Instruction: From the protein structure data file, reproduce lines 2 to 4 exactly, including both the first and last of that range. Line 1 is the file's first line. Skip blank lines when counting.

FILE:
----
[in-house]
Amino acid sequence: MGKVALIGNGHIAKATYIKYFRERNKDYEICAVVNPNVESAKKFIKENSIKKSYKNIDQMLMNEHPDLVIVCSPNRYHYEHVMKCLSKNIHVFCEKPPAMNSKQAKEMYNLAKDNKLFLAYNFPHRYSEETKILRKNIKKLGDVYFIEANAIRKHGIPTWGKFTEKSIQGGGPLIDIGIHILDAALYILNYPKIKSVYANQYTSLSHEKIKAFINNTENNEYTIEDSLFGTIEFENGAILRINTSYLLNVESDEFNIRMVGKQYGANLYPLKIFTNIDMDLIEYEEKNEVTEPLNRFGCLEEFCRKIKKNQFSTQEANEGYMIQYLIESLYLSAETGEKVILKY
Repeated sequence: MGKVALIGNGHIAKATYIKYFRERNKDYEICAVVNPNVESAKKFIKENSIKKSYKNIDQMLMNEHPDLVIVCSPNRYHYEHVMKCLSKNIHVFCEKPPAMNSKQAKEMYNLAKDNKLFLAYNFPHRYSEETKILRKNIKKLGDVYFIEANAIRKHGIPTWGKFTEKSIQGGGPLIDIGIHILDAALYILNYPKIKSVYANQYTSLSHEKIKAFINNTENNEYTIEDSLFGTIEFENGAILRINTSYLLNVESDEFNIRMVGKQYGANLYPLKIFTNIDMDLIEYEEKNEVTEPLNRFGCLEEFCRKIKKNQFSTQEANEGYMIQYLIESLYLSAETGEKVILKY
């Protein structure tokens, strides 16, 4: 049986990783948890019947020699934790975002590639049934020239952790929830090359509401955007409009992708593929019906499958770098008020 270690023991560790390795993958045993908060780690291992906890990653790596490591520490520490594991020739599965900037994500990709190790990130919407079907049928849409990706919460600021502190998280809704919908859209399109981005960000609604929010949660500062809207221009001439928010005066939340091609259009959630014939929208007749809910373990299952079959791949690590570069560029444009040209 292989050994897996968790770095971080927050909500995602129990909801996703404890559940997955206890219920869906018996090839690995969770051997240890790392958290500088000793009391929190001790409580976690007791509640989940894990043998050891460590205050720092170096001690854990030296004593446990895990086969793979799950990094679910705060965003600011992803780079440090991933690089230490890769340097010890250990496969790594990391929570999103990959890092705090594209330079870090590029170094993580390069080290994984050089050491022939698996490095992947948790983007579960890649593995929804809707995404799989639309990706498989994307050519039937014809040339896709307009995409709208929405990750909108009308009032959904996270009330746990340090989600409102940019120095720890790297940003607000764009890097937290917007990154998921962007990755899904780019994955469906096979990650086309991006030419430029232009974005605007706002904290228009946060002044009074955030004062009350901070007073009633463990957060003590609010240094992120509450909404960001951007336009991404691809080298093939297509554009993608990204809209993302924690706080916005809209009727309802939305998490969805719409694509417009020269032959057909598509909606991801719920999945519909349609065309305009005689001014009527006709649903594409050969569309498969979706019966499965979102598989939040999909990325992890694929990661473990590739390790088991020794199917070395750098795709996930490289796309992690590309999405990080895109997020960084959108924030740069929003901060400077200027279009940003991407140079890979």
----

Amino acid sequence: MGKVALIGNGHIAKATYIKYFRERNKDYEICAVVNPNVESAKKFIKENSIKKSYKNIDQMLMNEHPDLVIVCSPNRYHYEHVMKCLSKNIHVFCEKPPAMNSKQAKEMYNLAKDNKLFLAYNFPHRYSEETKILRKNIKKLGDVYFIEANAIRKHGIPTWGKFTEKSIQGGGPLIDIGIHILDAALYILNYPKIKSVYANQYTSLSHEKIKAFINNTENNEYTIEDSLFGTIEFENGAILRINTSYLLNVESDEFNIRMVGKQYGANLYPLKIFTNIDMDLIEYEEKNEVTEPLNRFGCLEEFCRKIKKNQFSTQEANEGYMIQYLIESLYLSAETGEKVILKY
Repeated sequence: MGKVALIGNGHIAKATYIKYFRERNKDYEICAVVNPNVESAKKFIKENSIKKSYKNIDQMLMNEHPDLVIVCSPNRYHYEHVMKCLSKNIHVFCEKPPAMNSKQAKEMYNLAKDNKLFLAYNFPHRYSEETKILRKNIKKLGDVYFIEANAIRKHGIPTWGKFTEKSIQGGGPLIDIGIHILDAALYILNYPKIKSVYANQYTSLSHEKIKAFINNTENNEYTIEDSLFGTIEFENGAILRINTSYLLNVESDEFNIRMVGKQYGANLYPLKIFTNIDMDLIEYEEKNEVTEPLNRFGCLEEFCRKIKKNQFSTQEANEGYMIQYLIESLYLSAETGEKVILKY
């Protein structure tokens, strides 16, 4: 049986990783948890019947020699934790975002590639049934020239952790929830090359509401955007409009992708593929019906499958770098008020 270690023991560790390795993958045993908060780690291992906890990653790596490591520490520490594991020739599965900037994500990709190790990130919407079907049928849409990706919460600021502190998280809704919908859209399109981005960000609604929010949660500062809207221009001439928010005066939340091609259009959630014939929208007749809910373990299952079959791949690590570069560029444009040209 292989050994897996968790770095971080927050909500995602129990909801996703404890559940997955206890219920869906018996090839690995969770051997240890790392958290500088000793009391929190001790409580976690007791509640989940894990043998050891460590205050720092170096001690854990030296004593446990895990086969793979799950990094679910705060965003600011992803780079440090991933690089230490890769340097010890250990496969790594990391929570999103990959890092705090594209330079870090590029170094993580390069080290994984050089050491022939698996490095992947948790983007579960890649593995929804809707995404799989639309990706498989994307050519039937014809040339896709307009995409709208929405990750909108009308009032959904996270009330746990340090989600409102940019120095720890790297940003607000764009890097937290917007990154998921962007990755899904780019994955469906096979990650086309991006030419430029232009974005605007706002904290228009946060002044009074955030004062009350901070007073009633463990957060003590609010240094992120509450909404960001951007336009991404691809080298093939297509554009993608990204809209993302924690706080916005809209009727309802939305998490969805719409694509417009020269032959057909598509909606991801719920999945519909349609065309305009005689001014009527006709649903594409050969569309498969979706019966499965979102598989939040999909990325992890694929990661473990590739390790088991020794199917070395750098795709996930490289796309992690590309999405990080895109997020960084959108924030740069929003901060400077200027279009940003991407140079890979």